But that was just one of the seven rituals we must perform. Next we must walk the path of Haagar through the mountains to the well which burst forth when her son, Ismael stomped the ground. We must drink water from the ZamZam river, the purest water of 10,000 years. And I realized, how amazing is this. First we must walk the path of God, and then we walk the path of a woman. A woman who began an entire people by her journey to the well. This speaks of the feminine power of God, and the equality of us all.

And then we had to live one night in the street as beggars. The men wear two white towels, one around their wastes, and the other over their shoulders. The women who normally wear veils must remove them, as a symbol that there must be no barriers between us. Most in my travel group were westerners. We had brought plenty of food with us, but we decided together that we should give it away to people on the streets. And by the way, most people don't realize what a modern city Mecca is. You can get anything there you can get in America, except Victoria's Secret, and get it at half price: jewels, Lancome cosmetics, Kentucky Fried Chicken. It is very safe there. I could walk the streets alone at 2 am.

Then we had to live in the desert for five days in tents. I was lucky because my travel group had only 29 women. Some groups had 200 women in a tent. You sleep right next to a stranger on a thin mat on the ground. You are supposed to pray for five days, and mostly it is a wonderful experience of sharing space with people of every color from all over the world. And most people are very kind and gentle. But not everyone. I had just finished the Landmark Forum, so I knew that I must not be judgmental of people. But one woman spent all day telling others what to do. "You are not praying right," "Your skirt is too short," she said. So I just remembered that she was running her own drama and I didn't have to get roped into it. I told her I wanted peace and quite to pray. So she stopped bothering me, but she still told everyone else what to do. Another woman started yelling at her, "How can I be holy when you are driving me crazy." She made such a commotion the men's tent sent someone over to see what was happening. But I realized, just because I was being peaceful on the outside, I was still judging her on the inside, and so I must continue to work on that."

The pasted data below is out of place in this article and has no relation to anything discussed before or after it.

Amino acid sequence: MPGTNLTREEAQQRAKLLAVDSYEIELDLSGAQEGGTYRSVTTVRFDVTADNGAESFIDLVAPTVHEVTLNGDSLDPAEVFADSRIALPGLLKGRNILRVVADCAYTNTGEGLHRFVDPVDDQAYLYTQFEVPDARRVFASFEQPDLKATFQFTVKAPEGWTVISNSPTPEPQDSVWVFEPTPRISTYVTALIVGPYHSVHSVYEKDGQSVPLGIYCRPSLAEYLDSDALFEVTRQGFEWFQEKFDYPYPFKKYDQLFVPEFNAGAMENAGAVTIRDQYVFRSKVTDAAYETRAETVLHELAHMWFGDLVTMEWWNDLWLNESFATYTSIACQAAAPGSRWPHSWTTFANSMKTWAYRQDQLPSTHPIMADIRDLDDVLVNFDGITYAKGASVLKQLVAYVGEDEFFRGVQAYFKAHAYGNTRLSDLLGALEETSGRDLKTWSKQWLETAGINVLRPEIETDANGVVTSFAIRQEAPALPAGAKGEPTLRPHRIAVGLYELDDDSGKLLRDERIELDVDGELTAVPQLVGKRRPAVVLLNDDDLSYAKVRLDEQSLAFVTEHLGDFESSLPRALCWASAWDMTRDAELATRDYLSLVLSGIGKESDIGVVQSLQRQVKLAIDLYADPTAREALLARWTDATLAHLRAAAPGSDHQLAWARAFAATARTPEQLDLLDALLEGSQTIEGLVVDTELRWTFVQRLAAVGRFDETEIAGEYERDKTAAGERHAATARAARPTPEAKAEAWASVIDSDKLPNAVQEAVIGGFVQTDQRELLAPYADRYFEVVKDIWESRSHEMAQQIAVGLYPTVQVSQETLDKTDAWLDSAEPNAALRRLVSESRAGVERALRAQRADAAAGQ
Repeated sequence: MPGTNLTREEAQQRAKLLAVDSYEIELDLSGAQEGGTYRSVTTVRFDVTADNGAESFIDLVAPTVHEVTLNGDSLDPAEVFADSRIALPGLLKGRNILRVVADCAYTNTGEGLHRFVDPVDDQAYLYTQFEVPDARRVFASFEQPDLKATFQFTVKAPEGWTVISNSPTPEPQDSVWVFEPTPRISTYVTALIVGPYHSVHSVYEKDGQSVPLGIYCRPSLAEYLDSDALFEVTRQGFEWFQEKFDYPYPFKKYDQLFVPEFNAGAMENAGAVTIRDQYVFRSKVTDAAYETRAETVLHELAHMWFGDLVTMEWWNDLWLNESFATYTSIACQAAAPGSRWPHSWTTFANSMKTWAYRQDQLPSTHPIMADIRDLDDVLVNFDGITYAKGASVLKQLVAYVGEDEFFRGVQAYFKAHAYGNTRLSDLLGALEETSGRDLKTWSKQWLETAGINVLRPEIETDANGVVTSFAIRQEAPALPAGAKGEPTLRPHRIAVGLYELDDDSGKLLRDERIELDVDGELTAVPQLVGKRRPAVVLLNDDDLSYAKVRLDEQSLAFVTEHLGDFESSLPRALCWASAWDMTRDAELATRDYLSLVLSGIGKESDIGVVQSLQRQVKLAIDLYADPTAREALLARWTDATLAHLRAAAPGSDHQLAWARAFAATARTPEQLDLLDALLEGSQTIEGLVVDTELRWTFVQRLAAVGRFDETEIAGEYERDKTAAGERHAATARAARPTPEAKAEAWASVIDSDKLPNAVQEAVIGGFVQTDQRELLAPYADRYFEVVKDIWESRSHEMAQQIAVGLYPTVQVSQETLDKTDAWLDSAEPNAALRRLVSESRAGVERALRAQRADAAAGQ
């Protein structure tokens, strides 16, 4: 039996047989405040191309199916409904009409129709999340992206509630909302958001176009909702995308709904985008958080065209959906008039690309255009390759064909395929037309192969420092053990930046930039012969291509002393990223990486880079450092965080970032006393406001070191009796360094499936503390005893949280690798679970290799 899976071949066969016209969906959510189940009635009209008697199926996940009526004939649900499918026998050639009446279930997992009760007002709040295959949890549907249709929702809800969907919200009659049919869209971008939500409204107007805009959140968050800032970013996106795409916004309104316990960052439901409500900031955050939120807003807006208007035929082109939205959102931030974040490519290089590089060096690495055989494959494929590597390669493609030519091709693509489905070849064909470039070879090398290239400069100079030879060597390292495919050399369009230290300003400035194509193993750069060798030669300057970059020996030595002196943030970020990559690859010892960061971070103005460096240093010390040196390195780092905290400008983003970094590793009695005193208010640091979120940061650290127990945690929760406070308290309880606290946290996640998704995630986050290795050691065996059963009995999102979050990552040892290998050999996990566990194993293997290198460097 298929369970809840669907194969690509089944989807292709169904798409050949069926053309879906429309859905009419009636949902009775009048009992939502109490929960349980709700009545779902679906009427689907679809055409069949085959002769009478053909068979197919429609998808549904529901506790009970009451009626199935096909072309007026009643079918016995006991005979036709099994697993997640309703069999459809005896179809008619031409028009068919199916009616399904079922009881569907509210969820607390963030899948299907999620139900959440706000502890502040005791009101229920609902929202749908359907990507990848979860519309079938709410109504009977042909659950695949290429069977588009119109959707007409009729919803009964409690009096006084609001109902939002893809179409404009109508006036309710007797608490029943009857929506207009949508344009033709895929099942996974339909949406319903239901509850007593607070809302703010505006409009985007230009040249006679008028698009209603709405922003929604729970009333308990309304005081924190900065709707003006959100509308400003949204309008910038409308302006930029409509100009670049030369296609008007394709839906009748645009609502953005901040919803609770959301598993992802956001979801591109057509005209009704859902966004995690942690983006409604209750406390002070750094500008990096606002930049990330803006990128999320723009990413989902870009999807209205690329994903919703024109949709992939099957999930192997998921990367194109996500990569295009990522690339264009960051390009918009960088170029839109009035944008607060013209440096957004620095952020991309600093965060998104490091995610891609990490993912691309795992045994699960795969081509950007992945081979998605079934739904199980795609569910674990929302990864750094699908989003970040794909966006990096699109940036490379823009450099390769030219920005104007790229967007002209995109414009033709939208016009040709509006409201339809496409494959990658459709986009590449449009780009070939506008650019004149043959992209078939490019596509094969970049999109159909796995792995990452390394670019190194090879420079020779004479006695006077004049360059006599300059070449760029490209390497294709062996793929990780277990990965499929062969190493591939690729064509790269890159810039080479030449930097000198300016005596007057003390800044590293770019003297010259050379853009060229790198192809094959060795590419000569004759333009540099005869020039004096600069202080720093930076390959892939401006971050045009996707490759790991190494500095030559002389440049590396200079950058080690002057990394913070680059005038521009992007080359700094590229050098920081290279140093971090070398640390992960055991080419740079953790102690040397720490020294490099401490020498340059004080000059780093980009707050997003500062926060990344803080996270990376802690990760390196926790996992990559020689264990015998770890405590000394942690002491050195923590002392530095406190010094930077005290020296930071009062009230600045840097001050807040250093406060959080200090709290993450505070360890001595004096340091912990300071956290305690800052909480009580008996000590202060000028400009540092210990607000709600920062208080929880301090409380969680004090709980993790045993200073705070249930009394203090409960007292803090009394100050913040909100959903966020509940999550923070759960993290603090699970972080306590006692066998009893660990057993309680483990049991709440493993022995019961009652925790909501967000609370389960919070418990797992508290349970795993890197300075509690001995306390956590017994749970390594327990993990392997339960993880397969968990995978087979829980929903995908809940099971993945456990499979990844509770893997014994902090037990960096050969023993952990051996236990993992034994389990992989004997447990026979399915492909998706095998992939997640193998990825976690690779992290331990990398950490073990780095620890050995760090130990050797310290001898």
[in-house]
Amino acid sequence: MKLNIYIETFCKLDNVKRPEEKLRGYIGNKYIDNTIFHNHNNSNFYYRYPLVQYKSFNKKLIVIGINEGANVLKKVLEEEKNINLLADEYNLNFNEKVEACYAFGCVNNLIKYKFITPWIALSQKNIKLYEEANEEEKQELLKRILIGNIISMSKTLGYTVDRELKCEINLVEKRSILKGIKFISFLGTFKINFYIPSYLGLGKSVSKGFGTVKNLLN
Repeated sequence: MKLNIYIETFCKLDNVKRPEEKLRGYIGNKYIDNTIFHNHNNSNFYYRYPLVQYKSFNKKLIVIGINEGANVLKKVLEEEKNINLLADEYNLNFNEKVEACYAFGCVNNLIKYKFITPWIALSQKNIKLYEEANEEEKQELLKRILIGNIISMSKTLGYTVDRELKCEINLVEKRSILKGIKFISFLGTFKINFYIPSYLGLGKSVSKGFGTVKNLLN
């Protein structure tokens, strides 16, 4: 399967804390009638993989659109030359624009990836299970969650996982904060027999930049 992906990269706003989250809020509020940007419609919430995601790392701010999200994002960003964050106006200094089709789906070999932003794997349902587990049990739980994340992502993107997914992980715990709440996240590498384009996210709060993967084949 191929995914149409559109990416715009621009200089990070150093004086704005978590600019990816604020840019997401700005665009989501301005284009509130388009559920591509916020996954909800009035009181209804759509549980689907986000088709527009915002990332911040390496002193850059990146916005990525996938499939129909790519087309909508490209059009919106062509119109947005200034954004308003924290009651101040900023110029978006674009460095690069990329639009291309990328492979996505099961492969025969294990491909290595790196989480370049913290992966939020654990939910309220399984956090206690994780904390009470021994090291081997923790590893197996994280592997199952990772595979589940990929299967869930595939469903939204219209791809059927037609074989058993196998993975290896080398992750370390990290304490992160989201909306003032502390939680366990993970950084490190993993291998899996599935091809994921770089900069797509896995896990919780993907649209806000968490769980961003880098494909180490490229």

Converging at the top
Sharmin finished her story as I finished my second vegetable patty and glass of home-pressed apple juice. This is integral spirituality, I thought,— when we get beyond dogma all religions have potential to converge at the top. Sharmin then insisted that I also have some halva, a sweetened sesame butter, "So our relationship will have nothing sour in it." My spoonful was fluffy and delicately fragrant and only slightly sweet with the crunch of an occasional pistachio.

FINALLY we got to work, except I was no longer in any hurry. And indeed, the work went very well. Issues I thought would be problems melted away. I noticed how much Sharmin looks like me. We hugged goodbye, and she sent me off with fritters for my husband Andy.

Pulling away in the car, I realized this is what it's about. PAY ATTENTION TO WHAT'S IN YOUR PATH. I turned on the car radio and found tears on my face as the final chorus of a song trailed off:

And all this love is waiting for you
And all this love is waiting for you
And all this love is waiting for you...